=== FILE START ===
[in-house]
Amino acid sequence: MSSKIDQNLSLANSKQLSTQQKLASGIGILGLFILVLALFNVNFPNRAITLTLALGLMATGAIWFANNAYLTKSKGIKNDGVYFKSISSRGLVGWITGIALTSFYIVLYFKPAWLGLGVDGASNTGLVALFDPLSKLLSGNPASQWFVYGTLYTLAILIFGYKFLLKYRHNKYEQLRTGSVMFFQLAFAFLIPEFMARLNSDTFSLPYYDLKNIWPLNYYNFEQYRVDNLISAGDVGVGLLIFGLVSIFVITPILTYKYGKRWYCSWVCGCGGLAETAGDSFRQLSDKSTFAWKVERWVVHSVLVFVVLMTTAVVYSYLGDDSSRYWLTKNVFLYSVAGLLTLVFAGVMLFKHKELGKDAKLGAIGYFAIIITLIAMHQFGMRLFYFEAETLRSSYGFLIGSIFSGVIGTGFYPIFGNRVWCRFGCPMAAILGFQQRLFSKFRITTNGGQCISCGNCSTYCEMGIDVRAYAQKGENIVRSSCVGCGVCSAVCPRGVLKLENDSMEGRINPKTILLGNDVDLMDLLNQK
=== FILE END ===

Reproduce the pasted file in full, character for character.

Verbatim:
[in-house]
Amino acid sequence: MSSKIDQNLSLANSKQLSTQQKLASGIGILGLFILVLALFNVNFPNRAITLTLALGLMATGAIWFANNAYLTKSKGIKNDGVYFKSISSRGLVGWITGIALTSFYIVLYFKPAWLGLGVDGASNTGLVALFDPLSKLLSGNPASQWFVYGTLYTLAILIFGYKFLLKYRHNKYEQLRTGSVMFFQLAFAFLIPEFMARLNSDTFSLPYYDLKNIWPLNYYNFEQYRVDNLISAGDVGVGLLIFGLVSIFVITPILTYKYGKRWYCSWVCGCGGLAETAGDSFRQLSDKSTFAWKVERWVVHSVLVFVVLMTTAVVYSYLGDDSSRYWLTKNVFLYSVAGLLTLVFAGVMLFKHKELGKDAKLGAIGYFAIIITLIAMHQFGMRLFYFEAETLRSSYGFLIGSIFSGVIGTGFYPIFGNRVWCRFGCPMAAILGFQQRLFSKFRITTNGGQCISCGNCSTYCEMGIDVRAYAQKGENIVRSSCVGCGVCSAVCPRGVLKLENDSMEGRINPKTILLGNDVDLMDLLNQK